Eli: With lyrics I definitely have to be on my own. Usually in my room with an acoustic guitar late at night.
Do you have your own place?
Eli: No, I live at home with my parents, like all of us.
Do they ever complain about the noise?
Eli: Not as much as they should.
Did you grow up around venues and get taken on tours?
Eli: I did, but it’s funny, I don’t really have that much memory of it really. I was a lot younger and my parents wouldn’t take me out of school or anything.
Did that make you want to be in that world?
Eli: It’s funny, I really wasn’t into music as a kid, and I only really started getting into music when I was 13 and I discovered it my own way rather than growing up in it. With anything, you have to have your own angle on it for you to be attached to it. I just wasn’t that interested in it as a kid. At all.
Do you think you’ve learned anything from your dad, consciously or subconsciously?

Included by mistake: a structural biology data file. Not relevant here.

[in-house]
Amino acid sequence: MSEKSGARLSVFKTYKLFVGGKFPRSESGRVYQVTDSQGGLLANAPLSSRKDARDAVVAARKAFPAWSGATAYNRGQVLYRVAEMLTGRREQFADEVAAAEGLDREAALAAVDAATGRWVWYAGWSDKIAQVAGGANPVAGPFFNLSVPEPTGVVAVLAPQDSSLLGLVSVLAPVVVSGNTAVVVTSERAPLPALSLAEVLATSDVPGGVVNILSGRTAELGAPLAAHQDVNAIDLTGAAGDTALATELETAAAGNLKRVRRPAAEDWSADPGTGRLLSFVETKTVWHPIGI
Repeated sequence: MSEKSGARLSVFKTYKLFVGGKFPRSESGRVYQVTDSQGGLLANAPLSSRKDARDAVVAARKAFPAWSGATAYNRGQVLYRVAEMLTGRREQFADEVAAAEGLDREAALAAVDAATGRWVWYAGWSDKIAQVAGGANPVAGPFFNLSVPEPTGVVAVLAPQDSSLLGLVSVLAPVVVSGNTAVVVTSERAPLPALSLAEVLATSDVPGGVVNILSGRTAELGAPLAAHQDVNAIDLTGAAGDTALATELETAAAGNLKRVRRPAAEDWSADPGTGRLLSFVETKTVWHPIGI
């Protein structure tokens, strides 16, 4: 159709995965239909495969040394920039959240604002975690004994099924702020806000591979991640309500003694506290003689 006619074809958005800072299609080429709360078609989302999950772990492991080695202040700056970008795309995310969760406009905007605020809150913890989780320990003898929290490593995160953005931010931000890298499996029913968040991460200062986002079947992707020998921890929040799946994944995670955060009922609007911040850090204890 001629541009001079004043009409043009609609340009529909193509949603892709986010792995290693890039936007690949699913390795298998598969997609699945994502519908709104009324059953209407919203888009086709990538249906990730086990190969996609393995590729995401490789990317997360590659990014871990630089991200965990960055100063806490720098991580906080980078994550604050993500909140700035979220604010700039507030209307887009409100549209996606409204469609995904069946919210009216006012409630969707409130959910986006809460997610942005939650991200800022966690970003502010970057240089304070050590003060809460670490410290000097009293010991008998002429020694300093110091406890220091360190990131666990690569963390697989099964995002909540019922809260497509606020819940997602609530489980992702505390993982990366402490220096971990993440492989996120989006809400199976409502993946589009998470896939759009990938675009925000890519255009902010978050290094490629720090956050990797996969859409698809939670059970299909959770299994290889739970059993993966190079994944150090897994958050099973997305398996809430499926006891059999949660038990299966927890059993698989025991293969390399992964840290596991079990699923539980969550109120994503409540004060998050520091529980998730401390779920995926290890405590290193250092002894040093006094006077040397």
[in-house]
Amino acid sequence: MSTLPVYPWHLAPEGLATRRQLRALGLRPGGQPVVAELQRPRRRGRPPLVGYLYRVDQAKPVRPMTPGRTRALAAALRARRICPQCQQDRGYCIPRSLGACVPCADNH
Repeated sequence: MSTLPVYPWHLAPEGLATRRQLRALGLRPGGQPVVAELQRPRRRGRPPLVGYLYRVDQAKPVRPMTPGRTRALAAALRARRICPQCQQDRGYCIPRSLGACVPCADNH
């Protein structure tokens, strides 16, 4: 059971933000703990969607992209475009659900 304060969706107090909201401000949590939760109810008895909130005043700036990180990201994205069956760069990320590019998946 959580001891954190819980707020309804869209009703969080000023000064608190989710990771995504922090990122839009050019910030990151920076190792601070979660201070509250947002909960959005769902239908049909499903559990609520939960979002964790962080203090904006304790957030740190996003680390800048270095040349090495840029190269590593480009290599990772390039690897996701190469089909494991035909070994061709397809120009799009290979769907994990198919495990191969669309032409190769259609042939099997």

Eli: Definitely subconsciously, yeah. Just from hearing him play a song in the house and listening to it and he critiques it, and that sort of stuff. But I’d never ask him for advice — only advice about where am I going to live next year and that sort of thing. I try not to ask him about music.
Because you want to do it your way?
Eli: Yeah, definitely.
Do you think that family connection is a pro or a con?
Robert: I don’t really see it as anything. It doesn’t really affect us, apart from having to talk about it in interviews, which is fine. It is what it is. We love our band, we meet young people all the time who like our music.
Eli: A lot of U2 fans do come to our gigs, who are all really lovely. They’ve all been really supportive, so obviously that’s a benefit. But I’d say it can also be an obstacle as well if you’re trying to do stuff your own way. But we’re not complaining at all.
You’ve just been on tour of the States with Blossoms.
Eli: Best two weeks of our lives.
Josh: It was my and Ryan’s first time in the States so we were just blown away by everything.
Robert: We saw the White House, we saw the house from Home Alone in Chicago. That was pretty cool.
Did you recreate any scenes?
Josh: No, but Ryan looked like the sticky bandits for the whole trip because he had a hat on.
Eli: When we started a band, when I pictured success it was us driving across America in the back of a van. We’ve done it.